Nonresponsive celiac disease

If your condition doesn't improve when you follow what you think is a gluten-free diet, this is called nonresponsive celiac disease. Most often, you're being exposed to gluten without realizing it. 

You could also have another issue, such as:

  • Another intestinal condition, such as irritable bowel syndrome (IBS) or microscopic colitis
  • Trouble digesting some types of sugar, such as lactose (the type found in dairy products) or fructose (the type found in fruit)
  • Too much bacteria in your small intestine

Refractory celiac disease

If you follow a strict gluten-free diet for 6 months to a year and still have signs of celiac disease, you could have refractory celiac disease. This rare type affects only 1% to 2% of people with celiac disease, and they're almost always age 50 or older. If your condition doesn't respond to a gluten-free diet, your doctor will look for other issues that could be causing your symptoms. There's no standard treatment for refractory celiac disease, so you'll need to be under the care of a specialist. .


The most important way to treat celiac disease is to adopt a gluten-free diet for the rest of your life. After you’ve been on the diet for a few weeks, your small intestine should begin to heal, and you’ll start to feel better.

Celiac disease diet

Even small amounts of gluten can be harmful. So you'll need to avoid all foods and beverages that contain or are made with wheat, rye or barley. That means reading the labels of any prepared or processed foods you buy and checking restaurant menus (or asking servers) to see what foods are gluten-free. Sometimes even foods that don't naturally contain gluten are prepared or packaged in facilities that expose them to it. 

Instead of bread, pasta, cereal, and other starches made with wheat, rye, or barley, choose:

  • Rice
  • Potatoes and sweet potatoes
  • Corn and popcorn
  • Beans
  • Nuts
  • Oats
  • Millet
  • Quinoa
  • Amaranth
  • Pastas, breads, and cereals that are labeled gluten-free 

In place of beer, ale, or stout, choose:

  • Wine
  • Hard cider
  • Gluten-free beer
  • Gluten free liquors like light rum, potato vodka, gin, and tequila


  • Choose fresh, frozen, or canned fruits and vegetables free of breading and sauces.
  • Buy meats, fish, and poultry without added ingredients instead of deli meats or sausage.
  • Avoid dairy products with fillers or additives (this includes some low-fat and fat-free dairy products as well as some ice cream).
  • Opt for homemade soups, salad dressings, and desserts.

Sometimes you'll find gluten where you might not expect it, such as in:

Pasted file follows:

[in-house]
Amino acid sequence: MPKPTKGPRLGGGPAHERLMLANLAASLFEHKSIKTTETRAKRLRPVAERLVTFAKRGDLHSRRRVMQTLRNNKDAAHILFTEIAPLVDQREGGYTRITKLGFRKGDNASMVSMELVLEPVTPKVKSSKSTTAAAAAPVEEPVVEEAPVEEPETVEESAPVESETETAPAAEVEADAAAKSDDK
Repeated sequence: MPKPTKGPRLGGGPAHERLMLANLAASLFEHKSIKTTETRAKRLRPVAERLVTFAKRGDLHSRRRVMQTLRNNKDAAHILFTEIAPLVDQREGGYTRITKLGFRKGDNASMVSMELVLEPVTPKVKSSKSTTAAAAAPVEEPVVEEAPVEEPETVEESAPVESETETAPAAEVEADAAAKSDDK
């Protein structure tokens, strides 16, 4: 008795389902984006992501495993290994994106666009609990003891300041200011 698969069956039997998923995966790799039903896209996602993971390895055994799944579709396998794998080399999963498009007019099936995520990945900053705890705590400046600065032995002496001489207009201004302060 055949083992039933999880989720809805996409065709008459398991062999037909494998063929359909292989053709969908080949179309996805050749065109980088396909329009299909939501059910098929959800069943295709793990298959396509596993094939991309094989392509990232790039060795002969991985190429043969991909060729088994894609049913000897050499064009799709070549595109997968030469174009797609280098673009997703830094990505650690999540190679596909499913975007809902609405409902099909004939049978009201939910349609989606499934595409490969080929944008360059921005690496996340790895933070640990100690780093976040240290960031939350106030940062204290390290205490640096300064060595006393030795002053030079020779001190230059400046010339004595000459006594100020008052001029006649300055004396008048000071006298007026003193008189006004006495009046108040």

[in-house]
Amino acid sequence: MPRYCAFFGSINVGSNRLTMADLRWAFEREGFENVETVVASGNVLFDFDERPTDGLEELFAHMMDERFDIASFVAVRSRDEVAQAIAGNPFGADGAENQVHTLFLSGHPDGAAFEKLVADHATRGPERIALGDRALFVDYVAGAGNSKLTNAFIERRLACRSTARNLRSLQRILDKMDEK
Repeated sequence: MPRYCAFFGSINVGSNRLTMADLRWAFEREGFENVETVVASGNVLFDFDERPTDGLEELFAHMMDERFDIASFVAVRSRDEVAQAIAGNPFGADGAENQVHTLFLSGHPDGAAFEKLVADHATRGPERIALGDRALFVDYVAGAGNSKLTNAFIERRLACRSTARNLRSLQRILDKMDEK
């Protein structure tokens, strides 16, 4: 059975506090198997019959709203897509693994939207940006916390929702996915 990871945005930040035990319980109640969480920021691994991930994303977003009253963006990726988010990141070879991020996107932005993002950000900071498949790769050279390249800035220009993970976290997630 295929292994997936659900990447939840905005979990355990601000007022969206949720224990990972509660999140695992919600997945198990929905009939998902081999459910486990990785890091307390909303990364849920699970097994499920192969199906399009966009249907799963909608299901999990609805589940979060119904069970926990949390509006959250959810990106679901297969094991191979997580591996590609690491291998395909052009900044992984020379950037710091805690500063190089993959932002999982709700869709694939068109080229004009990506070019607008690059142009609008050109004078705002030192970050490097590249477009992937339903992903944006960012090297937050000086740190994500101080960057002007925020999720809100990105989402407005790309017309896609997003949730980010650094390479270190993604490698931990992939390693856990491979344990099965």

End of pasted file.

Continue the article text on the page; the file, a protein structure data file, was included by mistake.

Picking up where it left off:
• Soy sauce
  • Malt vinegar
  • Bouillon cubes
  • Blue cheese
  • Pudding mix

 Common products like medications and toothpastes can also contain gluten, so it’s important to check labels.

A dietitian can help you design and stick to a healthy gluten-free diet.

Celiac disease medications

Your doctor might also prescribe:

  • Corticosteroids to treat any inflammation that remains after you cut gluten from your diet, or for refractory celiac disease
  • Medication, such as dapsone, to treat the rash that may result from celiac disease
  • Vitamin or mineral supplements if you have anemia or serious nutritional deficiencies

You can expect to have a follow-up appointment with your doctor 3-6 months after you're diagnosed with celiac disease. They'll check on your symptoms, determine whether you have any nutritional deficiencies, and will likely do a blood test to check the level of celiac antibodies.

You'll have another appointment 1 year after diagnosis. Your doctor will repeat the blood test along with any other tests they think you need. The goal at this point is to have almost no lymphocytes in your blood. 

After that, you'll have regular annual appointments to see how well your gluten-free diet is working and check whether you have signs of any complications. 


Celiac disease is an autoimmune disease in which your body reacts abnormally to the gluten found in wheat, rye, and barley.  It's often hard to diagnose because it can cause a wide range of symptoms -- or no symptoms at all. But it can lead to serious complications. The main treatment is to follow a strict gluten-free diet for the rest of your life. 

What is the prognosis for celiac disease?

The damage from celiac disease is reversible. If you cut gluten out of your diet, you'll most likely stop having symptoms, and your intestine will heal. Only about 1% to 2% of those with celiac disease don't respond to a gluten-free diet. 

What is the life expectancy of someone with celiac disease?

Celiac disease itself is not fatal. Some research has found that people who have the condition are at slightly higher risk of dying early. But the reason for this isn't clear.